Two-story brick apartment buildings, dreary and forlorn, slope down a hill of sandy soil and pine trees to the Seversky Donets River, with the industrial blight of the coal-fired power plant on one side and separatist military positions on the other. The roads are potholed, and many of the apartment blocks are partly deserted, reflecting the exodus after the war began that slashed the population by about half, to 7,000 today.

The mayor’s status as a military appointee — Bunets holds the rank of lieutenant colonel in the Ukrainian army but now serves in a civilian capacity — captures the complexities in many of the front-line mining and farming towns of eastern Ukraine.

Pro-Russia sentiment runs deep, paradoxically, even as these sites have borne the brunt of the conflict over the past eight years and are likely to suffer in the new military action. Pro-Russia views have declined over the years, due in part to the efforts of countless Ukrainian nongovernmental groups. But they have never vanished, and many people have family ties with Russia.

The former mayor of Shchastya, for example, switched sides and lives in the Luhansk People’s Republic, across the river. Bunets, in contrast, hails from the western Ukrainian town of Mukachevo, and his staff members make a point of speaking only in Ukrainian with the Russian-speaking local population, stirring some resentment.

They kept it up Wednesday, speaking in Ukrainian to perplexed residents who turned up at city hall with complaints of broken water mains and homes without electricity, as explosions boomed in the distance.

“The government language of Ukraine is Ukrainian, and government bodies have to speak Ukrainian,” Bunets said. In emergencies, he said, he will speak Russian. “Right now, people are complaining that there is no water. We can’t supply water for now. Repair work is ongoing when it is quiet.”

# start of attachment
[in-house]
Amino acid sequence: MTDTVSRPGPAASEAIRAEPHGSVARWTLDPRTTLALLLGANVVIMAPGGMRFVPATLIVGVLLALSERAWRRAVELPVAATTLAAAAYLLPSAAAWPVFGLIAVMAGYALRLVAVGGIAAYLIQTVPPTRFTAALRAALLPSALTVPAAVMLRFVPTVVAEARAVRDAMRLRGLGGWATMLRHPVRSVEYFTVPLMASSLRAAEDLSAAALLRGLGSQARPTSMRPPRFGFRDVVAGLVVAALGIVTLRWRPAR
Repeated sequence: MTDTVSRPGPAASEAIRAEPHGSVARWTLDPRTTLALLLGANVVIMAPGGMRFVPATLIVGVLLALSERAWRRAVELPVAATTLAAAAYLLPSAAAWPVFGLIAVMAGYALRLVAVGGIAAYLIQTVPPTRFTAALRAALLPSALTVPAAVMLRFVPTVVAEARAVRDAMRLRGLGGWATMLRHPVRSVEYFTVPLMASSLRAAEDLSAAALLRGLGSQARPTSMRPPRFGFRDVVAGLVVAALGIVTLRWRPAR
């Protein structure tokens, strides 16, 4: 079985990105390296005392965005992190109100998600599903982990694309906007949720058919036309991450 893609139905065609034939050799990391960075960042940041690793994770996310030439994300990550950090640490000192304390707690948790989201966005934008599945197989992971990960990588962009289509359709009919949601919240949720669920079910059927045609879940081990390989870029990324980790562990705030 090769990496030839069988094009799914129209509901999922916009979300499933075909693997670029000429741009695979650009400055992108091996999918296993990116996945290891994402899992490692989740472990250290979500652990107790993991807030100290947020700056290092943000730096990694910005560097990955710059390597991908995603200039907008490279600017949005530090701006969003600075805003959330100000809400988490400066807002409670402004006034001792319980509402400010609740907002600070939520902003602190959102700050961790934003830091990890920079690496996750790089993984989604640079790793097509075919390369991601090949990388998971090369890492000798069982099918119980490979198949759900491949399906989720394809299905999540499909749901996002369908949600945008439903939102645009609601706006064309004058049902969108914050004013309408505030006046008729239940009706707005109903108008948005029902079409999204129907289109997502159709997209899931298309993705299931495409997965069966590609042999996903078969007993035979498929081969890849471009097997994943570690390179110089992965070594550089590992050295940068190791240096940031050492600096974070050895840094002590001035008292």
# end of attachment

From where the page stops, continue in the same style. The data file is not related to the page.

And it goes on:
With most of the shelling directed at the plant and government military installations, no civilians had been injured as of midday Wednesday, Bunets added.

He denied there was any strong pro-Russian feeling in the town and said people certainly did not want to live in one of the ministatelets recognized by Russia. “Honestly, people want to live in a normal, civilized country,” he said. “There are many positive benefits to civilization.”

Nevertheless, it is not hard to find people expressing sympathetic views about Russia. Igor Rashupkina, 50, a driver for the electrical company, said he hoped the city would not fall but nonetheless harbored no ill will toward Russia. His son, he said, works in the oil industry in Siberia.

Because the Russian border is close, many families in Shchastya are divided between the two countries. “I was born here. This is my town. I won’t leave” no matter what happens, Rashupkina said.

Shchastya was not always such a grim place, said Maryna Danyliuk, 65, a retired worker at the electrical power plant.

She moved here in 1987, from Chelyabinsk, a city in the Ural Mountains in Russia, to marry a Ukrainian man. “I loved this town back then,” she said. “It was so green and very comfortable; everything worked. Now, it is pale.”

Since the war began in 2014, though, the town’s proximity to the front line has taken its toll. “The city changed. It became evil, unfriendly,” Danyliuk said. “It never became the same city I knew before. It feels like a snake is just around the corner.”

©2019 New York Times News Service